Chapter Xxvl


1854 and 1855.

Crinoline inaugurates the second era of Imperial fashions—The reign of crinoline—Starched petticoats—Whaleboned petticoats —Steel hoops—Two camps are formed, one in favour of, and one inimical to crinoline—Large collars—Marie Antoinette fichus and mantles—-Exhibition of 1855—Cashmere shawls—Pure cashmeres—Indian cashmere shawls— Indian woollen shawls—" Mouzaia " shawls—Algerian burnouses—Pompadour parasols —Straight parasols—School for fans—The fan drill—The Queen of Oude's fans—The Charlotte Corday fichu.

Crinoline made its appearance, and revived the era of hoops. It was an ungraceful invention; the crinoline swayed about under the skirt in large graduated tubes made of horsehair.

cc Crinoline is only fit," said a clever woman, Cf for making grape-bags or soldiers' stocks."

This fashion was vigorously and constantly attacked. A lady, for instance, taking her seat in a railway carriage, was'compelled to hold her flounces together within the space allotted to her; but a great wave of crinoline overshadowed her neighbour during the whole journey. The next neighbour grumbled naturally, but in suppressed tones, for fear of giving offence. When the journey was over, very uncomplimentary remarks were passed on the obnoxious garment.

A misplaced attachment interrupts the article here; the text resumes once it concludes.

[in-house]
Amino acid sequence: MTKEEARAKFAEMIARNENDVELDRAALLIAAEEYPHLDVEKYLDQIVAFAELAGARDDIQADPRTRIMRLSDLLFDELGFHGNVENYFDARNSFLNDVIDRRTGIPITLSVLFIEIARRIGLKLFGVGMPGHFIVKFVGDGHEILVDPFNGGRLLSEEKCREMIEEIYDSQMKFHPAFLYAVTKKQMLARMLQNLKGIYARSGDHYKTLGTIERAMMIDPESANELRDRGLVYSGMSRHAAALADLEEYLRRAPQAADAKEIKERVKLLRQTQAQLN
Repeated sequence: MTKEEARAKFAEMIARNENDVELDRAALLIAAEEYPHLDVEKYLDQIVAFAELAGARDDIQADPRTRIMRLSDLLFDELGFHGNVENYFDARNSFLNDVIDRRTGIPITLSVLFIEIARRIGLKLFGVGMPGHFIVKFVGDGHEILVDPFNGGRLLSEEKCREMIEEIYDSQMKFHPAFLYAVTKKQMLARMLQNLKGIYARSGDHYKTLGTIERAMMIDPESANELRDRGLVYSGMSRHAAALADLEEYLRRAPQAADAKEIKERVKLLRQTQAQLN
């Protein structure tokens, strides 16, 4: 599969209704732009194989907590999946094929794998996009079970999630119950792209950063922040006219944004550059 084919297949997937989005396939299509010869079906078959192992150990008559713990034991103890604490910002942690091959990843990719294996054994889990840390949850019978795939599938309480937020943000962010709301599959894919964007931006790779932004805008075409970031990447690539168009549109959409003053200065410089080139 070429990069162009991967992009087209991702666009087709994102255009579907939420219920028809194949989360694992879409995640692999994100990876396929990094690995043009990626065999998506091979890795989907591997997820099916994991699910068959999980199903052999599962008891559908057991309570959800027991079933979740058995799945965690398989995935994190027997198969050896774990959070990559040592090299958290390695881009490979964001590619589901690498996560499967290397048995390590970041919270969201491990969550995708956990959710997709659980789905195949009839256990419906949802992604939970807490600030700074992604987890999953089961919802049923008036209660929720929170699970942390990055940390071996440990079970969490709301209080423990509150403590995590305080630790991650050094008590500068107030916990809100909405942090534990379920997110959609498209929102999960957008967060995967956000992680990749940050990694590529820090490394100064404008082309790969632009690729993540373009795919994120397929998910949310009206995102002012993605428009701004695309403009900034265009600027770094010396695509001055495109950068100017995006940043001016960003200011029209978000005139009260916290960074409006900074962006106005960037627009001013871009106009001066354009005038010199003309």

There were several other modes of sustaining the flounces of a gown. Why not adopt starched petticoats, or flounced or three-skirted petticoats in coarse calico?

Horsehair was surely not the only resource for swelling out one's clothes.

In spite of its opponents, or perhaps because of them, crinoline soon ruled with an absolute sway.

Numbers of women, after holding forth against ff those horrid

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